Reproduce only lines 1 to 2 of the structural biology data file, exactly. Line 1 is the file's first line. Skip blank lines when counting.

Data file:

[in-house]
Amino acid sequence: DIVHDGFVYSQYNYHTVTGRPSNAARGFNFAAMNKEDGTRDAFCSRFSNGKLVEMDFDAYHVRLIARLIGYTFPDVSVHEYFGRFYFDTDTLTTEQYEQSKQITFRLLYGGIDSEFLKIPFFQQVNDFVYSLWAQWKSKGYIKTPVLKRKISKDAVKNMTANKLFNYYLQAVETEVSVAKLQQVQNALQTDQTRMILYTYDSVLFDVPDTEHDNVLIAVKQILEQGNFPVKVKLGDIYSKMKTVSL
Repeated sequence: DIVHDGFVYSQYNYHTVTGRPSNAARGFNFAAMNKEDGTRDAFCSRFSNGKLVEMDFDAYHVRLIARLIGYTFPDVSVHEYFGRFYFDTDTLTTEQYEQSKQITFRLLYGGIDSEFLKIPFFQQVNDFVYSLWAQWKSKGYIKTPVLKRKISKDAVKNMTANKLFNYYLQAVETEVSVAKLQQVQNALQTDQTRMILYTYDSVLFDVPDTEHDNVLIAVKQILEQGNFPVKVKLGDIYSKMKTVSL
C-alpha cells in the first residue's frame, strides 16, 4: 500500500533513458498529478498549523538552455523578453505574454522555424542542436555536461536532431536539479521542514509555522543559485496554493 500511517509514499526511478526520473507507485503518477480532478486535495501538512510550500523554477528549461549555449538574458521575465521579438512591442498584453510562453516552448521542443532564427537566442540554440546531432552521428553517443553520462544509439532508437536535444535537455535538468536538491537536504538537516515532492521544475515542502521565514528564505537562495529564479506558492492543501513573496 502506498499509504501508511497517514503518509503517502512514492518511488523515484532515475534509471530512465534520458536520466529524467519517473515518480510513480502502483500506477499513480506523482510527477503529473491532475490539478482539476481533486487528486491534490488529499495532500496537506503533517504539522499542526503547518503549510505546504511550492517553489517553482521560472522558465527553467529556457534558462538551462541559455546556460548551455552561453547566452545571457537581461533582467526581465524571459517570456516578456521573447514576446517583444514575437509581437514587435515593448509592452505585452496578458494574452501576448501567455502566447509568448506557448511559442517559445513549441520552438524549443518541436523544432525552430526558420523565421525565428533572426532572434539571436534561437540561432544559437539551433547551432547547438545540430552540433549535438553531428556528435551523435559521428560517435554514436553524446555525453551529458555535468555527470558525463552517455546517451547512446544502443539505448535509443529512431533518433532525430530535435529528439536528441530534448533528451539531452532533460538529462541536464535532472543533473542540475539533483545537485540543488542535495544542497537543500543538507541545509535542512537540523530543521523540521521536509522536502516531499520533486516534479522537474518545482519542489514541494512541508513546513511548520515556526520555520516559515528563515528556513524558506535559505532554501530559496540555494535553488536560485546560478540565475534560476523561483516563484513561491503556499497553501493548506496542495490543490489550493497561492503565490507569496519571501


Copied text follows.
[in-house]
Amino acid sequence: DIVHDGFVYSQYNYHTVTGRPSNAARGFNFAAMNKEDGTRDAFCSRFSNGKLVEMDFDAYHVRLIARLIGYTFPDVSVHEYFGRFYFDTDTLTTEQYEQSKQITFRLLYGGIDSEFLKIPFFQQVNDFVYSLWAQWKSKGYIKTPVLKRKISKDAVKNMTANKLFNYYLQAVETEVSVAKLQQVQNALQTDQTRMILYTYDSVLFDVPDTEHDNVLIAVKQILEQGNFPVKVKLGDIYSKMKTVSL